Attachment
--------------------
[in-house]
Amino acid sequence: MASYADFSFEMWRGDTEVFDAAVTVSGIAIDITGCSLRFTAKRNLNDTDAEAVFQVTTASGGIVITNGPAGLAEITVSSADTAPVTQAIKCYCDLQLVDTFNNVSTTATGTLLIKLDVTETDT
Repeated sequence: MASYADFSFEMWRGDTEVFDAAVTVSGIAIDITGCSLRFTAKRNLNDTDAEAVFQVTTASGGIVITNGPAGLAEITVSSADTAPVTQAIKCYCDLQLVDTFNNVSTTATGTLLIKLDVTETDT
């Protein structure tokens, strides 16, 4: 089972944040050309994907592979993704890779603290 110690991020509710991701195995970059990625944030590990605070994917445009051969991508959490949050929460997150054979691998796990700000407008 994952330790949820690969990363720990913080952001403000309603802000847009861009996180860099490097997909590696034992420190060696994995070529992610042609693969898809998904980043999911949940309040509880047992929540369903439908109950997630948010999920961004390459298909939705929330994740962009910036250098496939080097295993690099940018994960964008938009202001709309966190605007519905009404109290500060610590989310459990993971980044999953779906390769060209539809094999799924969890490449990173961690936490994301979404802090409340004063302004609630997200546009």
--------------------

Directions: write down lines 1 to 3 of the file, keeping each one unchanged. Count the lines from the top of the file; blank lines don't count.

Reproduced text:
[in-house]
Amino acid sequence: MASYADFSFEMWRGDTEVFDAAVTVSGIAIDITGCSLRFTAKRNLNDTDAEAVFQVTTASGGIVITNGPAGLAEITVSSADTAPVTQAIKCYCDLQLVDTFNNVSTTATGTLLIKLDVTETDT
Repeated sequence: MASYADFSFEMWRGDTEVFDAAVTVSGIAIDITGCSLRFTAKRNLNDTDAEAVFQVTTASGGIVITNGPAGLAEITVSSADTAPVTQAIKCYCDLQLVDTFNNVSTTATGTLLIKLDVTETDT